/\|(?!\\)
//a

This turns /| into // provided there's no \ next to it. We append an a such that this new / doesn't mess with the next stage (which shouldn't "know" about this change yet).

(?<!/)\|\\
\\

The opposite situation: turn |\ into \\ provided there's no / next to it. We don't need to put an a here, because we're done with this step of the simulation.

Now the sleeping part...

$
aaaaa

Appends 5 more as to the end of the code.

a
aaaa

Turns each a into 4 as, so we get 20 as at the end.

(a+)+b|a
<empty>

Now the fun part... we sleep for a bit with the help of catastrophic backtracking. There is an exponential amount of ways to split up a match of (a+)+ between repetitions of the group. Because the b causes the match to fail, the engine will backtrack and try every single one of those combinations before deciding that (a+)+b can't match. For the twenty as at the end that takes something like half a second.

At the same time, we allow the regex to match a single a, but only after doing the backtracking. When that matches, we replace it with an empty string, removing all the as we inserted for one reason or another from the string.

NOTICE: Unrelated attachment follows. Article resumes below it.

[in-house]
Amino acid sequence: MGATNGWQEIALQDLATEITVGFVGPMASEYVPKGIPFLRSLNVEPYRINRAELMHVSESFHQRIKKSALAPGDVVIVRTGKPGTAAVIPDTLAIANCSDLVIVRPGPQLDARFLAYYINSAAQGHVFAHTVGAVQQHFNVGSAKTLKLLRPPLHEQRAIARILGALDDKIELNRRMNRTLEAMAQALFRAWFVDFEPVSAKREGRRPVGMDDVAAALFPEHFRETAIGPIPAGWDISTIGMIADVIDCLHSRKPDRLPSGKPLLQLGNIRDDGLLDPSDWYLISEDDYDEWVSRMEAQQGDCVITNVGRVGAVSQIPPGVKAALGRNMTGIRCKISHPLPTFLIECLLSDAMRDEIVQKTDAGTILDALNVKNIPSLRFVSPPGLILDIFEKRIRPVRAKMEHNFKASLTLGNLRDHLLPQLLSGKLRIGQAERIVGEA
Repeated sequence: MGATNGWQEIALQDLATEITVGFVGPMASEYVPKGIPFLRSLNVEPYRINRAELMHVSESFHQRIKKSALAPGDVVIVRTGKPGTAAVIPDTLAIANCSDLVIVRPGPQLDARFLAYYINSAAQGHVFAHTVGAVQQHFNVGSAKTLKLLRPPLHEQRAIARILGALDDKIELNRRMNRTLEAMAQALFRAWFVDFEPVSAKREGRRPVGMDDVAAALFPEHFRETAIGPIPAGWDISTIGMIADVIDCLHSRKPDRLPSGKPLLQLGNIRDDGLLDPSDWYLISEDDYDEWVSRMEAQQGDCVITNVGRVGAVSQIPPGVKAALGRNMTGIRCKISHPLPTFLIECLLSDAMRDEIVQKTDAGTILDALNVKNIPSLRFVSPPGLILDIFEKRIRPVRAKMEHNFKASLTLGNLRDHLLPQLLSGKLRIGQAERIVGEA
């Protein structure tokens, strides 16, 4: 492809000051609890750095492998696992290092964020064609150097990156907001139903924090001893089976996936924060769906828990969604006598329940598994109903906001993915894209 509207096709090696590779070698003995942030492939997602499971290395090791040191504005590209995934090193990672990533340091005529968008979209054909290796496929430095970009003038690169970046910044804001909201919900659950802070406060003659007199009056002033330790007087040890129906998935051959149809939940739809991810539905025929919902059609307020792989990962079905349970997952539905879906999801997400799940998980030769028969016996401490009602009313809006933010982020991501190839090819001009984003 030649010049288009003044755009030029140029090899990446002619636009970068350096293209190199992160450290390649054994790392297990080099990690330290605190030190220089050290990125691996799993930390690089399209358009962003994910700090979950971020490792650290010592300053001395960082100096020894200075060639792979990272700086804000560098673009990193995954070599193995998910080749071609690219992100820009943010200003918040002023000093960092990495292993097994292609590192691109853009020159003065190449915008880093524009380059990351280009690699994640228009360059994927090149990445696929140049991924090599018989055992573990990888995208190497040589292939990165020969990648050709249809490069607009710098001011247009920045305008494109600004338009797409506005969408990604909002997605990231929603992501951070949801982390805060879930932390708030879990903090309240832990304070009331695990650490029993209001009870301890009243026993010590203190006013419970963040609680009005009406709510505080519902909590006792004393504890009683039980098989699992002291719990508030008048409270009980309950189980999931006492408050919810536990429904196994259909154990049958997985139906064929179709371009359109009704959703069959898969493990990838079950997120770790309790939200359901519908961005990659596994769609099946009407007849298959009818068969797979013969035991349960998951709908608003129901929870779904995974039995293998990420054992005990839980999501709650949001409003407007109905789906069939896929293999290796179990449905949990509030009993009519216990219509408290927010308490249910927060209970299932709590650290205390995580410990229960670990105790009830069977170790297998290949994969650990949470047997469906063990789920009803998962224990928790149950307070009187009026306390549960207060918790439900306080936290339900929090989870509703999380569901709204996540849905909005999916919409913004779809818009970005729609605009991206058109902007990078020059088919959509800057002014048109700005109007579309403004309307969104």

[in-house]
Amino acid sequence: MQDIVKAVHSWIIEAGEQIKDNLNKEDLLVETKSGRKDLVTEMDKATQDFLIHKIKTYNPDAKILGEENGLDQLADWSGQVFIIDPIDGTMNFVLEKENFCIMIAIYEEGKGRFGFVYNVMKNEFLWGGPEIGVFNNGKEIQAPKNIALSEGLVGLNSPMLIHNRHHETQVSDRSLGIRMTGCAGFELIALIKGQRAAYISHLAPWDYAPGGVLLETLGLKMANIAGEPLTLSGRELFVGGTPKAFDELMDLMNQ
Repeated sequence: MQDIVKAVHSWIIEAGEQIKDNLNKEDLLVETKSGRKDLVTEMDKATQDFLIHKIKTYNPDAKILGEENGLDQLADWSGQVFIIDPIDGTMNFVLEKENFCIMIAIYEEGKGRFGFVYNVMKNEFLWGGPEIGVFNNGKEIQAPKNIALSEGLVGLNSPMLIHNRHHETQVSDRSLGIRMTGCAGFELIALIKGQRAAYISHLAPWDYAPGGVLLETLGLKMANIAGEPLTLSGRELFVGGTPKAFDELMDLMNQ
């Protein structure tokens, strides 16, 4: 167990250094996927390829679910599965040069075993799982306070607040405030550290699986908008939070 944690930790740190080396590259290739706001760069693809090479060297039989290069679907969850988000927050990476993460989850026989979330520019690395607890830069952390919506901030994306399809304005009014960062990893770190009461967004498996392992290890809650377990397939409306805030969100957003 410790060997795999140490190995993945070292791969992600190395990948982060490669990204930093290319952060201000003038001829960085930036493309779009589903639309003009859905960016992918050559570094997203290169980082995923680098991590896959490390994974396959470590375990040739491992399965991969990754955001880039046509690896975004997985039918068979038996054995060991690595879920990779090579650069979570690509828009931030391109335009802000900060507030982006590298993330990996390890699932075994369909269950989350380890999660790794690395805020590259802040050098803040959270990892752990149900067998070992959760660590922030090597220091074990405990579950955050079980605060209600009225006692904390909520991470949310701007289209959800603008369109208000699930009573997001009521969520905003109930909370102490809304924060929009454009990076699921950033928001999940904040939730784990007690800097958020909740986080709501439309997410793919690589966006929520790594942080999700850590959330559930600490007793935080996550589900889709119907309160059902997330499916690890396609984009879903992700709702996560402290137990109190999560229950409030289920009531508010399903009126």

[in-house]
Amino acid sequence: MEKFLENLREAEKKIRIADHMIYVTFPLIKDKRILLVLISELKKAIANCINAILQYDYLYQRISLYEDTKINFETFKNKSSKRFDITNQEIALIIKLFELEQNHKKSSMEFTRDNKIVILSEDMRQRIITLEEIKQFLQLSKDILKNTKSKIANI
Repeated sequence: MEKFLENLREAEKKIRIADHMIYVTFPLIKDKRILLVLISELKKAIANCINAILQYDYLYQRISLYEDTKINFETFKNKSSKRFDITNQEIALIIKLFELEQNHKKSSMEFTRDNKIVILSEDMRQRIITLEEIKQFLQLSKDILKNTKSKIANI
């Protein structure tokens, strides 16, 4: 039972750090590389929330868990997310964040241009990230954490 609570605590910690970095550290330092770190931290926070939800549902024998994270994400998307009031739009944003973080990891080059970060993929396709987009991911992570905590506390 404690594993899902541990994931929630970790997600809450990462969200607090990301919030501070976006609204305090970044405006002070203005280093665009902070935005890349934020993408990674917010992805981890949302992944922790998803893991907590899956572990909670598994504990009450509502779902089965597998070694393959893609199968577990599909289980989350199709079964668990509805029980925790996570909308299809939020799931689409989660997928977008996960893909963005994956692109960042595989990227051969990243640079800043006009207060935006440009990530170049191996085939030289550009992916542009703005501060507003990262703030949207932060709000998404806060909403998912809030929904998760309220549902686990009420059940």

That leaves printing the string at the end of the loop iteration. Here it comes in handy that I haven't fixed the printing behaviour of loops in Retina yet. Currently, there is only one flag for each stage, which says "print" or "don't print". The default is "don't print" except for the last stage in the program, which defaults to "print". But the stage is looped, so that means it actually prints the current string on each iteration. Normally, that is really annoying, and you almost always need to include an additional empty stage at the end if you only want the final result, but here it lets me save four bytes.